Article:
Commentary on M. D. Bown's
Book of Mormon / Spalding MS Parallels
Dale R. Broadhurst
Revision 0a: September, 1998
Editorial and Bibliographic Information
ITEMIZED LIST OF PRESUMED SIMILARITIES
Between Spaulding's "Manuscript Story"
and the Book of Mormon
Specific and single similarities have been isolated, listed separately, and numbered, with the paralleling citations from each work following. Whenever possible, direct quotations have been made. Only when necessary has discussion been utilized, and here care has been taken that the duplicating references are amply and accurately recorded -- but even so, errors no doubt will appear. This method of listing parallels is cumbersome perhaps, and has involved exceeding labor in preparation; but it seems to have the merit of providing direct comparison between the two works with a minimum of vagueness.
"MS" refers to Solomon Spaulding's "Manuscript Story," the edition used being published at the Millennial Star Office, Liverpool, England, 1910, 116 pages. "BM" refers to the BOOK OF MORMON, and the edition used was published by the Church of Jesus Christ of Latter-day Saints, Salt Lake City, 1920, 522pp.
Please Read These Notes First:
1. All additions to Bown's original paper are shown in blue.
2. Commentary here as a summary; For full commentary follow the links.
3. The Commentator's Personal Ratings of Bown's Parallels:
* poor parallel or not a parallel: should have been dropped
Some On-line Textual Resources:
1. Search the Book of Mormon: LDS and RLDS texts (side-by-side scrolling comparison)
2. Search the Book of Mormon: Current LDS edition (includes phrase search)
3. Search the Book of Mormon: 1830 edition (includes concordance functions)
4. Search the Spalding MS: Special e-text version (includes concordance functions)
5. Search the Spalding MS: Special e-text (side-by-side with 1830 Book of Alma)
6. Search the Spalding MS: LDS 1910 edition (the edition used in Bown's citations)
7. Read Holley's book: Book of Mormon: A Closer Look (Spalding / BoM Comparisons)
8. Search the Bible: King James version (includes Apocrypha & concordance functions)
9. Search Ethan Smith's Book: View of the Hebrews (includes concordance functions)
15. Both works include an account of the departure of a small party from the Old World.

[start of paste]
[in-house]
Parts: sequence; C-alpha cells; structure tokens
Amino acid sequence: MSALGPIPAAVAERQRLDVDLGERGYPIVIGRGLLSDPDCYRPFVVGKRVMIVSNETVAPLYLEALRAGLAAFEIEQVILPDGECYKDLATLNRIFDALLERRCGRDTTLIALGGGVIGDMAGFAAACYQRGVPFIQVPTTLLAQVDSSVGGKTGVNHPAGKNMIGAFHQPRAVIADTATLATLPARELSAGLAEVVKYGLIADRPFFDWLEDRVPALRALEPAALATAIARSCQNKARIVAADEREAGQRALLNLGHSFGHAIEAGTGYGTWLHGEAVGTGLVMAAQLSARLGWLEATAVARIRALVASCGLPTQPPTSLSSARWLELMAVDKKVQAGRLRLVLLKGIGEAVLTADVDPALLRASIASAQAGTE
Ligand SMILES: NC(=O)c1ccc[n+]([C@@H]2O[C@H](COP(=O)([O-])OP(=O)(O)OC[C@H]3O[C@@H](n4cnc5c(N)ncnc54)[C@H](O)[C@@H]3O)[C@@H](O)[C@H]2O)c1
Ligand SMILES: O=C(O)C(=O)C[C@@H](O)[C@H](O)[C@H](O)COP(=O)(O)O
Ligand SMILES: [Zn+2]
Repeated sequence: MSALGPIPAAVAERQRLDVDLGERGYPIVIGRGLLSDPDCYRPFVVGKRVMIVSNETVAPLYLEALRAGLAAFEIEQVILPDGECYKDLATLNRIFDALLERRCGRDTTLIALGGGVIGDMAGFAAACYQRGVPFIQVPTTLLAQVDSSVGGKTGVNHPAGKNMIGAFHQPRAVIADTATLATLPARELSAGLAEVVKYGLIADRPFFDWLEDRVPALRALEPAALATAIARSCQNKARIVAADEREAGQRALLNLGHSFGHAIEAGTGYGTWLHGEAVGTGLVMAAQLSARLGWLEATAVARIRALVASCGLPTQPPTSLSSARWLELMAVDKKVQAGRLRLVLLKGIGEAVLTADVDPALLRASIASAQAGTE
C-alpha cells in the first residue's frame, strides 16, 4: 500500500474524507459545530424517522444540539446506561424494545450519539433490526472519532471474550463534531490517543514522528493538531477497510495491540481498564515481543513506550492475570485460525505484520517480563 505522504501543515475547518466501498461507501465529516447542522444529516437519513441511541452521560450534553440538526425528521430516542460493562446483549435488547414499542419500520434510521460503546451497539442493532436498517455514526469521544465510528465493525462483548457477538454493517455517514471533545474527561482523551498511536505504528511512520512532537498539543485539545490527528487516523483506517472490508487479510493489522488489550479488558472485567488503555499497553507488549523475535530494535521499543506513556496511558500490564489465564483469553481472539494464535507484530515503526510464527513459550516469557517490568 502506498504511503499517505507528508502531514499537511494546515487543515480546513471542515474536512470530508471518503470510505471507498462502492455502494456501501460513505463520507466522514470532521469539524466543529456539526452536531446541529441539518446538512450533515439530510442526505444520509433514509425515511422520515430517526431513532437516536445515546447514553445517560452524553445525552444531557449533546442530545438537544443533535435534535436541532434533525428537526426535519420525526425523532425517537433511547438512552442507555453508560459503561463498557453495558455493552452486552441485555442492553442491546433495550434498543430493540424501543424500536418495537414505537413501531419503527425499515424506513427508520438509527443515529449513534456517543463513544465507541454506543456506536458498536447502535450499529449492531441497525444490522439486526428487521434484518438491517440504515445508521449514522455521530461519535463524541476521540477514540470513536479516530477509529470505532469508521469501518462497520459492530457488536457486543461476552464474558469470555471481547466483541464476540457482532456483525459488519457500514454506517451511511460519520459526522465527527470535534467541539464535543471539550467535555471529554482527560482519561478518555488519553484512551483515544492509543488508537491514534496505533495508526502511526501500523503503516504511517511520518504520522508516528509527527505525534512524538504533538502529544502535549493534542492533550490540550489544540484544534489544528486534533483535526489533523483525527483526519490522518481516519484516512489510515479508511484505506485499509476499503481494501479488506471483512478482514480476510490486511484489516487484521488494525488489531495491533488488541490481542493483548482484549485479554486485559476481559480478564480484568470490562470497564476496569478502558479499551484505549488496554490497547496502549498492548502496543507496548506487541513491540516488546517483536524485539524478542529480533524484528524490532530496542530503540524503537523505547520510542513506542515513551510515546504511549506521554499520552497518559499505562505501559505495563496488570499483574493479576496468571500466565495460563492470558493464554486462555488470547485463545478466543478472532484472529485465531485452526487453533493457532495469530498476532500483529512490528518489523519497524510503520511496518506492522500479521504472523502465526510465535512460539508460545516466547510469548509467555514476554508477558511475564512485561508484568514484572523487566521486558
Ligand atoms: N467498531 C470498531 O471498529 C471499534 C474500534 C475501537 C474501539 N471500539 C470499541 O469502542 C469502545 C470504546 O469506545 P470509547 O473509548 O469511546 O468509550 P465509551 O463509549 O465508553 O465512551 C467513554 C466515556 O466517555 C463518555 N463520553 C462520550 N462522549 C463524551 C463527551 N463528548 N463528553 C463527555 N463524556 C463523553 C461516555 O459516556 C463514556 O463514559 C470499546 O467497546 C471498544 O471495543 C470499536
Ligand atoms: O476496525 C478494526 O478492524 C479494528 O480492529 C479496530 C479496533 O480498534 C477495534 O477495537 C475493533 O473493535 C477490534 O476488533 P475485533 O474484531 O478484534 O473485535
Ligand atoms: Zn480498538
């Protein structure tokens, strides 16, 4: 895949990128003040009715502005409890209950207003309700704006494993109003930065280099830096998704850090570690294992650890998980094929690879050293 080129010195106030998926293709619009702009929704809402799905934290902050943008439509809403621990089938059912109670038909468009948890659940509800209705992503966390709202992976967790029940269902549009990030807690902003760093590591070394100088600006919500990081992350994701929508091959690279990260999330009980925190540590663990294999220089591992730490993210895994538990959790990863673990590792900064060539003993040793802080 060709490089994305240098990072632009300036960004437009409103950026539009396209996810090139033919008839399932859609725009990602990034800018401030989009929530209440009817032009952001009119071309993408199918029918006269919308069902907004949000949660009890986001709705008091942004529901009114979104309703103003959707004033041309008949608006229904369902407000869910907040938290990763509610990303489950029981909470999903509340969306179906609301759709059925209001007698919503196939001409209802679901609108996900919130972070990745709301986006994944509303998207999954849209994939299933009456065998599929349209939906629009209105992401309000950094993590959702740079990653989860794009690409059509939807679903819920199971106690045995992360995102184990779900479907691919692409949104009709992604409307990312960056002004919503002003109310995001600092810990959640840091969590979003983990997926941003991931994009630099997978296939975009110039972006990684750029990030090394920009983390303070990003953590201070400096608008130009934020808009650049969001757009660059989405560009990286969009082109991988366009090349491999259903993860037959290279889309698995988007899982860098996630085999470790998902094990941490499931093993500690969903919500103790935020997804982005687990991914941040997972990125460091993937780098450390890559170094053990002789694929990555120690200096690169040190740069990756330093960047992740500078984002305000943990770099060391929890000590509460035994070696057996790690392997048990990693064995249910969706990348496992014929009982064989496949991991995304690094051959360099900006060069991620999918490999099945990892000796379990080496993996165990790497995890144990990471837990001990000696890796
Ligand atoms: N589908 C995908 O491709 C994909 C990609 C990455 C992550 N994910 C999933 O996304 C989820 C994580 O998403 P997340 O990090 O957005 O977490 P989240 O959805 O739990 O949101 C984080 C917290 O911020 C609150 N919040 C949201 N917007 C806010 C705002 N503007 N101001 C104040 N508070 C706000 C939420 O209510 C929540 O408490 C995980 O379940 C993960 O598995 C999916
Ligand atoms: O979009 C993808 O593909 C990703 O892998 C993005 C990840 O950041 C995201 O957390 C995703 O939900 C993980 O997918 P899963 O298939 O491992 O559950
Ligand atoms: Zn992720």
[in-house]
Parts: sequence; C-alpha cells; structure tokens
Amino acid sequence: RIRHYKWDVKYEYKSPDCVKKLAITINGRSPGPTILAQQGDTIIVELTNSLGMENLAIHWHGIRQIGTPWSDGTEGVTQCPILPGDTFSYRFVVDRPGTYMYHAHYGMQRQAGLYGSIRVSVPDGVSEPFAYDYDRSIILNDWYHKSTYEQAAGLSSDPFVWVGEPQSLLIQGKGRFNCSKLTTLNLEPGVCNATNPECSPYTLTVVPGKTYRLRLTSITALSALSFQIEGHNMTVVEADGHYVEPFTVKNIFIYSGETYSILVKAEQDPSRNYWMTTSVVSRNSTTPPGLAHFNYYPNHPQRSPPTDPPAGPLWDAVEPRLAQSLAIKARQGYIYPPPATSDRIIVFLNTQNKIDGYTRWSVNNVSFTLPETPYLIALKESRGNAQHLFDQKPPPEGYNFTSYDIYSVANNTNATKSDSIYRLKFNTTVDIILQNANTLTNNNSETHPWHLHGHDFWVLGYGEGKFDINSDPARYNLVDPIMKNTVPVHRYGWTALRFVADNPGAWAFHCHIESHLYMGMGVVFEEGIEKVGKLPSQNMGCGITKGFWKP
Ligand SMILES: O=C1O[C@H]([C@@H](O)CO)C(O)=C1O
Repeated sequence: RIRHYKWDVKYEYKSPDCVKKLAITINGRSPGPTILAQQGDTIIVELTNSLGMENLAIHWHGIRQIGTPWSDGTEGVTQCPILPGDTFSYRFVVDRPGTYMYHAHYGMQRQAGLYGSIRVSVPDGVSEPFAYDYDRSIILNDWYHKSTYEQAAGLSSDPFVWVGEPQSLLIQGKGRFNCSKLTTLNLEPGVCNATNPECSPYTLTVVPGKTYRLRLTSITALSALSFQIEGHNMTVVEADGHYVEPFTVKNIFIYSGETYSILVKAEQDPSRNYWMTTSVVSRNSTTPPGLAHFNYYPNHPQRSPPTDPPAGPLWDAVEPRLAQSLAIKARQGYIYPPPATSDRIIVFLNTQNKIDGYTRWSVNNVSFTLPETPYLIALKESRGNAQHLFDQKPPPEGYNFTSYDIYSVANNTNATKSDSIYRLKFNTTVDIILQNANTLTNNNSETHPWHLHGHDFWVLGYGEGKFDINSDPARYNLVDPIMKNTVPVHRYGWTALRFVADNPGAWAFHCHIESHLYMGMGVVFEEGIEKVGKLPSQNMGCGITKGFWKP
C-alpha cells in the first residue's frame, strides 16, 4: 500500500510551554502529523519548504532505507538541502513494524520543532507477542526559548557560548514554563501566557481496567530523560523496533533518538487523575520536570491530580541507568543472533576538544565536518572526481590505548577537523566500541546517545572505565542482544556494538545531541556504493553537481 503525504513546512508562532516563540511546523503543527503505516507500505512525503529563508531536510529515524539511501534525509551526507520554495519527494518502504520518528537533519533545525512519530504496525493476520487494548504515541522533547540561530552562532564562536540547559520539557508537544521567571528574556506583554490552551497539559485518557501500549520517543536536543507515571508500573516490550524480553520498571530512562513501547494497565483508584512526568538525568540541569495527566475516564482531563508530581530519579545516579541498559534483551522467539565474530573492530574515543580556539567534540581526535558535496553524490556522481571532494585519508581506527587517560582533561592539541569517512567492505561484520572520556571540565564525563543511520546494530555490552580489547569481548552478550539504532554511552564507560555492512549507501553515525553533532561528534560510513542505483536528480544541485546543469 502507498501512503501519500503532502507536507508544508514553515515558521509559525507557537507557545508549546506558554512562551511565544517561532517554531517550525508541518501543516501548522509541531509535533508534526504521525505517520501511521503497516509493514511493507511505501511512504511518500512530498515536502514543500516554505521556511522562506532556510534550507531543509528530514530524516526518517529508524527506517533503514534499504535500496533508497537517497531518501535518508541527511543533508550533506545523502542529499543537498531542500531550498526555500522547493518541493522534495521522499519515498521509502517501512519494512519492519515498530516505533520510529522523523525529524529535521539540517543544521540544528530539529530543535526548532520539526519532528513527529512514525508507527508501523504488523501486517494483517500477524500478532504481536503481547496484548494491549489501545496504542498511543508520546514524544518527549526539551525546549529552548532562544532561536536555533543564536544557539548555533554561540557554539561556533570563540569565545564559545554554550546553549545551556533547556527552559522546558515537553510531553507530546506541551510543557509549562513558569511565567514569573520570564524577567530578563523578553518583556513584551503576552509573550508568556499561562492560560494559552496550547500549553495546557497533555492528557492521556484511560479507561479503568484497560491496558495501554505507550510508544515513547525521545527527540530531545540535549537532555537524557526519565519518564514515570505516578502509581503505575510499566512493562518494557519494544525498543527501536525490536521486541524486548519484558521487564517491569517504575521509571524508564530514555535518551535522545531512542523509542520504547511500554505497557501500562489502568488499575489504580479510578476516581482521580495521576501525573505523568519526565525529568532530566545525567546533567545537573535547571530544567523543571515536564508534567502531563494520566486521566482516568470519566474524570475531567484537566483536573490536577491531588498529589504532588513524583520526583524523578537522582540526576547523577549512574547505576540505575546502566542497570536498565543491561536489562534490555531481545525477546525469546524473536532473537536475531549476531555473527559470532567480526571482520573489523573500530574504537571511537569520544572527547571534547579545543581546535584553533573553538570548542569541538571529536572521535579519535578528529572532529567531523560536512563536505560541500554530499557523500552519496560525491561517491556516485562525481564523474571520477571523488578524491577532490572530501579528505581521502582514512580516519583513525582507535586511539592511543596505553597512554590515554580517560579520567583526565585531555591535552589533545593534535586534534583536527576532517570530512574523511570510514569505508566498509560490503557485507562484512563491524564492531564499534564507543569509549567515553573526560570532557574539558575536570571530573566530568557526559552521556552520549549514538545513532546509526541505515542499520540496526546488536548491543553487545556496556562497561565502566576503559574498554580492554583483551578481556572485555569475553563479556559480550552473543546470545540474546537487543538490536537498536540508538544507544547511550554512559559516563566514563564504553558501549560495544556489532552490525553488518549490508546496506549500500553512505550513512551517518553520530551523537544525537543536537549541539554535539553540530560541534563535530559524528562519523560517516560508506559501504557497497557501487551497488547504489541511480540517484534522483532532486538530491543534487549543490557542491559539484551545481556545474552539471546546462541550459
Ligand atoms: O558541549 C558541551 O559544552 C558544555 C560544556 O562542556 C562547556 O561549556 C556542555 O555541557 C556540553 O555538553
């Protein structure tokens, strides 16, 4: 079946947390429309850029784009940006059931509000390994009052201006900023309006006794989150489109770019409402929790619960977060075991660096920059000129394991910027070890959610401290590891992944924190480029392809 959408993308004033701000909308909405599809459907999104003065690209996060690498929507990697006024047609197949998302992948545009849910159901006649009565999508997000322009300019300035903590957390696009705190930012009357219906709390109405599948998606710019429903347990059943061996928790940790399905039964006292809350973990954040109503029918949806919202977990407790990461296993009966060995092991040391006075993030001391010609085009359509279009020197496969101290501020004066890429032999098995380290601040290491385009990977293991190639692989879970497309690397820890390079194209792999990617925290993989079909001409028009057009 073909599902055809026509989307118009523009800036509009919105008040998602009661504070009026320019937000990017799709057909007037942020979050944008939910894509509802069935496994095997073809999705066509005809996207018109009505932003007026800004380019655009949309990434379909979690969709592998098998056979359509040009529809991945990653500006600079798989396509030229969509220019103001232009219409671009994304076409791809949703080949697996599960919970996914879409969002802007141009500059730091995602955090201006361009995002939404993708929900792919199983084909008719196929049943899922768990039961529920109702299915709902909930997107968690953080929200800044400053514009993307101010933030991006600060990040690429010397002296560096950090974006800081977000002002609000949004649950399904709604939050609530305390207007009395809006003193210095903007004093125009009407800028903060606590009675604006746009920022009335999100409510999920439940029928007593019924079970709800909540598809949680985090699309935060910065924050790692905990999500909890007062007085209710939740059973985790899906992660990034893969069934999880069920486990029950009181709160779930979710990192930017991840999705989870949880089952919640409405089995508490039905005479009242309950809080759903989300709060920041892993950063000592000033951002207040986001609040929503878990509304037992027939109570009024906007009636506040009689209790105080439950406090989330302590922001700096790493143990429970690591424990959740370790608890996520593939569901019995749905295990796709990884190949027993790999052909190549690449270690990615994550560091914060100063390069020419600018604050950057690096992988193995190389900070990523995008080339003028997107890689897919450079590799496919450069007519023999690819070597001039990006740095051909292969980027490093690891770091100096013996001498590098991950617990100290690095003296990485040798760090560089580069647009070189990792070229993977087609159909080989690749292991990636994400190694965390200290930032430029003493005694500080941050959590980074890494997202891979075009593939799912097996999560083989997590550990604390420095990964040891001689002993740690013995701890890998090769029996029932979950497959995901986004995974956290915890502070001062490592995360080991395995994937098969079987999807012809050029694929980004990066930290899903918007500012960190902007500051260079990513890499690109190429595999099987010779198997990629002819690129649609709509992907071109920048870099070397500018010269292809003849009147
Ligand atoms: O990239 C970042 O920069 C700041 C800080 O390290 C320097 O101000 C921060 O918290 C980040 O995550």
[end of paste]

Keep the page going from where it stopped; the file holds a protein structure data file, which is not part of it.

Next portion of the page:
Full comments on item #15:
Both the Roman and Lehite parties of God-fearing men and women departed from an Old World capital city, little knowing what adventures awaited them. Both were sent on their way by high authority and both at first had fair sailing. There are several other sub-paralles linking the two groups, and the list could be lengthened by inclusion of commonalities both shared with the Jaredites.
Like the Lehites, Spalding's Roman party did not depart directly for the New World, but neither did they wander for years, like the Lehites, before departing on the final leg of their unplanned journey. Bown's parallel could be enlarged by adding some of the other specifics regarding each party. Both were commanded to leave on a journey by a high authority (God / Emperor); both carried with them numerous goods useful for colonization in an unknown land; both parties included women of child-bearing age; both were composed of believers in the Judeo-Christian God; both began their great journeys after passing through known foreign lands; etc.
Adding such sub-parallels merely to strengthen one's debating position on whether or not the Book of Mormon is a "true" book would probably be counter-productive; for each parallel cited an "unparallel" could be summoned up to match it. But, for our purposes of identifying and understanding the works' similarities for their own sake, this seemingly petty enlargement of parallels may eventually be put to some creditworthy use.
16. The people crossed the ocean in a sailing vessel.
Full comments on item #16:
Presumably the two vessels were of comparable size and construction. Fabius' ship was no doubt the product of a Roman shipyard; while Lehi's craft was a home-made production, similar in origin (if not design and size) to Noah's ark. Given the divine intervention in Lehi's case, it hardly seems worthwhile to raise the point that ships of those days were not constructed with the thought of crossing an Ocean. True ocean-going ships would have been rare or non-existent at this time, although some ships did sail beyond the Mediterranean and Arabian seas. Later, true ocean-going vessels were developed for crossing the open Atlantic and Indian oceans.